Metal and rock and roll in general has always been about being subversive. From Elvis’ swaying hips inciting lewd sexual behaviour to modern day Lindemann singing about the virtues of abortion and how he hates his wife, his family, his lack of riches and pretty much everything, these topics are meant to provoke a reaction.
There’s been varying degrees of offense that have resulted in everything from attempts at banning, like Cannibal Corpse in Australia and Megadeth’s lyrics in China (they recently had to perform many of their songs as instrumentals).
There’s also been attempts at government intervention with PMRC (Parents Music Resource Center) through the 1980s spearheaded by Tipper Gore. This group wanted to ban all music with any lyrics that they deemed offensive even if much of the allegations were hearsay. Songs like “Suicide Solution” by Ozzy Osbourne and the Judas Priest album “Stained Class” were either blamed lyrically or alleged to have subliminal lyrics that caused listeners to commit suicide. Both cases were thrown out of court, but the urban myth of metal music causes suicides persisted and somewhat continues to persist among the general public.
In each case, it was a misunderstanding. Either on the part of the suicidal listener: Suicide Solution is about the perils of alcoholism. Being literally a chemical solution dissolved with alcohol. And with Judas Priest a simple study of the master tapes showed no subliminal tampering.
While we all want to find a reason for our own suffering, blaming an outside individual ultimately shows lack of strength. Strength can come from those around us by way of community support. Strength from friends and family by way of encouragement. Strength from inspiring musicians who may have gone through similar struggles and share your pain.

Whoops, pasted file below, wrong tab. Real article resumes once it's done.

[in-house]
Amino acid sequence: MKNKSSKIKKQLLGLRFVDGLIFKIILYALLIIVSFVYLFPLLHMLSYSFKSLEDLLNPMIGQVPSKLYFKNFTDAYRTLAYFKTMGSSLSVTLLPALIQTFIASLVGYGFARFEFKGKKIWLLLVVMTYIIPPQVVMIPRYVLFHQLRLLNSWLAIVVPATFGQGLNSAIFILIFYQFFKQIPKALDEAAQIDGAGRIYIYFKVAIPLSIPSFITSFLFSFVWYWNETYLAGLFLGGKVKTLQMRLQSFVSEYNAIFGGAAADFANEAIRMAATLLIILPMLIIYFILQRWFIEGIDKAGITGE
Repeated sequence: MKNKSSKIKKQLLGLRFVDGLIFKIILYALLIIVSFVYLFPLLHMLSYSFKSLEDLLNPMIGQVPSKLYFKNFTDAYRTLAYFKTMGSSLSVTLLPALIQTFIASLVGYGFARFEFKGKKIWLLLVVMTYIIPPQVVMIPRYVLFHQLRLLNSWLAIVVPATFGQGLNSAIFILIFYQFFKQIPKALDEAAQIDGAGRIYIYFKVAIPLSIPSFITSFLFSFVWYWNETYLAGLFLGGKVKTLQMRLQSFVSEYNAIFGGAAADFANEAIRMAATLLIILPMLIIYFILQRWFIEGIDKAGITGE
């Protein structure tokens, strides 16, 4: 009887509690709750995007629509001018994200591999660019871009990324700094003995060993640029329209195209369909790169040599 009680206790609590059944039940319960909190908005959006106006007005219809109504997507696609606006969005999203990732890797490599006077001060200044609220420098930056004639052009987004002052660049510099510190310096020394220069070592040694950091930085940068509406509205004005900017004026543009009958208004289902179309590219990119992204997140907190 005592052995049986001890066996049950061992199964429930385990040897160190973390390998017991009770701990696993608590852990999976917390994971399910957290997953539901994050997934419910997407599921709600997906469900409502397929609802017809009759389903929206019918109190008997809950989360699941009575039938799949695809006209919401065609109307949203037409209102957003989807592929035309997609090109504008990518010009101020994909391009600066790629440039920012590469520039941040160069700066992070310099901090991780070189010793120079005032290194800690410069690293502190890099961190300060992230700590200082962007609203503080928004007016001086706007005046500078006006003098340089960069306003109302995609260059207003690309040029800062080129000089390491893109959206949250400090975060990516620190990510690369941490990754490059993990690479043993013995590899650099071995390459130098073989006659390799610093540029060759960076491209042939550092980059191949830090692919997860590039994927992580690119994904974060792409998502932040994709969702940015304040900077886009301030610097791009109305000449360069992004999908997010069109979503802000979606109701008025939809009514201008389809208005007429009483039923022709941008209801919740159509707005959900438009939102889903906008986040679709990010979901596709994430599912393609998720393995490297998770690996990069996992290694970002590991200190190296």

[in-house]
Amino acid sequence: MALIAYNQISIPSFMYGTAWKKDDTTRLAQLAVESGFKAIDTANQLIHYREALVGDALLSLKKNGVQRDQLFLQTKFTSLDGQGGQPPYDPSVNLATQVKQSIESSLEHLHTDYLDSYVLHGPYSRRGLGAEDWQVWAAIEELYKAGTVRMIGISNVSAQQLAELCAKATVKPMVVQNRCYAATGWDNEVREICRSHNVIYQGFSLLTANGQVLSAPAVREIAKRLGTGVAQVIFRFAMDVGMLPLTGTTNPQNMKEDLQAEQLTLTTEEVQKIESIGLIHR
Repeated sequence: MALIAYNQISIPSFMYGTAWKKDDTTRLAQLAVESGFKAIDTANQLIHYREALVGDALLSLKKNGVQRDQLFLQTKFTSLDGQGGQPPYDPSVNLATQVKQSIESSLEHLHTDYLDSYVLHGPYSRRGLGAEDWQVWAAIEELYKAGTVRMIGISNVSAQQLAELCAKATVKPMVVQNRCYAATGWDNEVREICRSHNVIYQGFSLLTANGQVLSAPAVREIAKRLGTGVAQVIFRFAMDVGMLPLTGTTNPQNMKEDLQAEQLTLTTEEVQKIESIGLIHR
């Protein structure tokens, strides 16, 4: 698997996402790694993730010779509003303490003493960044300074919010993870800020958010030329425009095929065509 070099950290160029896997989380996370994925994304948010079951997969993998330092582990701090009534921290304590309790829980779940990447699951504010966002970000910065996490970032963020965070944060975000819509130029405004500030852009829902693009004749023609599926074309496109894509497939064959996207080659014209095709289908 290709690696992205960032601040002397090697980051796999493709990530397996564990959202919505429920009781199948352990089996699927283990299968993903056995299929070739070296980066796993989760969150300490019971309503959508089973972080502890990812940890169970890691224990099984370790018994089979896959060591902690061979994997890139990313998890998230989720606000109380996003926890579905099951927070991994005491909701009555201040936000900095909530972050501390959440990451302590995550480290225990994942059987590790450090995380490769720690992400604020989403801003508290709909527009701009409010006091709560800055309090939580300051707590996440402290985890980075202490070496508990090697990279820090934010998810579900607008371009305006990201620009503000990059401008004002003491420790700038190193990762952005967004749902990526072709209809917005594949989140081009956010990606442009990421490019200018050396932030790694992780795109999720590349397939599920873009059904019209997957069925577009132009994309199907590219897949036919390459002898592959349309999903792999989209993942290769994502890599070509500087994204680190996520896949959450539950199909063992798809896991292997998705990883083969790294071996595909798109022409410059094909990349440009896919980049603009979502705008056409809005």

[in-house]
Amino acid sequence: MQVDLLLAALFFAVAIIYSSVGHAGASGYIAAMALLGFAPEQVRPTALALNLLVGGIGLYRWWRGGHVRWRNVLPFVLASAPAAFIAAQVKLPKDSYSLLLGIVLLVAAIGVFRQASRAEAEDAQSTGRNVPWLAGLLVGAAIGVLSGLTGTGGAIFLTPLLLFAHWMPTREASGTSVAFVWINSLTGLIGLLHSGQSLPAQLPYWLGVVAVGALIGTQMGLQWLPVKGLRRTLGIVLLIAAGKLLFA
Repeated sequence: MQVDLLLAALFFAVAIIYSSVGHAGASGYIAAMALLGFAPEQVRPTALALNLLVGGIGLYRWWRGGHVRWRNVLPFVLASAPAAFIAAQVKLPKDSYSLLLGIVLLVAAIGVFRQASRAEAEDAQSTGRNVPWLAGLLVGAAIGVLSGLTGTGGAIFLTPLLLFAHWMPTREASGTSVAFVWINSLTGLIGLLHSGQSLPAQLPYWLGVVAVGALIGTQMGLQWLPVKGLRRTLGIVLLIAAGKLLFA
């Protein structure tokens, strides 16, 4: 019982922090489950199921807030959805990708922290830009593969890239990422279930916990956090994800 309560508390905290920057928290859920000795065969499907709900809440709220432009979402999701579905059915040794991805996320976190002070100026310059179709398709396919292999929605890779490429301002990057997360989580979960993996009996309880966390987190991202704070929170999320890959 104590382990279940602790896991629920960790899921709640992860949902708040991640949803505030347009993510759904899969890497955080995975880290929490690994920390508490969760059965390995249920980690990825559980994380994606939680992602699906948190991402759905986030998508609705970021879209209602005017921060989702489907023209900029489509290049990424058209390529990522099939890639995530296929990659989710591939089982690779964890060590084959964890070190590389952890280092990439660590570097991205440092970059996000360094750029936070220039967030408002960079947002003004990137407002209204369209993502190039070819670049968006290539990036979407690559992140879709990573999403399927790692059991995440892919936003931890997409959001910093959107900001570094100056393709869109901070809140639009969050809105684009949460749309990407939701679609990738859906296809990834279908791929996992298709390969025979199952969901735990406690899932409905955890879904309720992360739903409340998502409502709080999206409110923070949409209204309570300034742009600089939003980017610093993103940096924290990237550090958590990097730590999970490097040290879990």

While the strength we gain from music can bring us comfort, it can also be a source of blame by someone else. This can make us question our own ideologies and this can lead to extreme behaviour in the mentally ill. A social misfit who finds a common personality in Marilyn Manson, has the blame pointed at that musician who they see as a misfitted confidante. When that same kid, along with an equally disillusioned friend take guns to school and the Columbine massacre happens, it’s not the music that drove them to this violence. It’s the sense of isolation and when the only sense of comfort wasn’t helping them anymore because of chastising parents or bullying peers, their already fragile minds snapped.
I find comfort in metal music for many of the same reasons. I may not always fit into regular conversations. Many topics become redundant and I hear that same frustration in the music I choose. I also see the lyrical content, while at times violent and abrasive, is a means for the artist to find catharsis in their own frustrations and that is the element to which I relate. Attaching my own frustrations positively instead of acting out upon the negative thoughts that may creep in my mind along the way.
Can I see the offensive nature of a band like Lindemann? Of course, but I’m not about to run around impregnating women wantonly and encouraging their abortion with blood soaked arms. It’s a cheeky way to talk about a serious topic. Sometimes you have to find the humour in the darkest of places to give them light or you’ll fall into a dark pit that only takes you to death.